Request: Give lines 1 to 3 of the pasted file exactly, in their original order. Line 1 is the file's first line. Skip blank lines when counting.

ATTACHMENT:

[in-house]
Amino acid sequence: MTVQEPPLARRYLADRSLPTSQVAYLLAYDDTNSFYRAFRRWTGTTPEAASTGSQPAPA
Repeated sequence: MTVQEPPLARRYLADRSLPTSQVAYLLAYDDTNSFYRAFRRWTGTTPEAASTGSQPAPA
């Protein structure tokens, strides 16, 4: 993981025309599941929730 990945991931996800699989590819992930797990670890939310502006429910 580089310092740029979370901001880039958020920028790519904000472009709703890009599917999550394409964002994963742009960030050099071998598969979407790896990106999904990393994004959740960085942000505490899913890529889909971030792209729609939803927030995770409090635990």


[in-house]
Amino acid sequence: MTVQEPPLARRYLADRSLPTSQVAYLLAYDDTNSFYRAFRRWTGTTPEAASTGSQPAPA
Repeated sequence: MTVQEPPLARRYLADRSLPTSQVAYLLAYDDTNSFYRAFRRWTGTTPEAASTGSQPAPA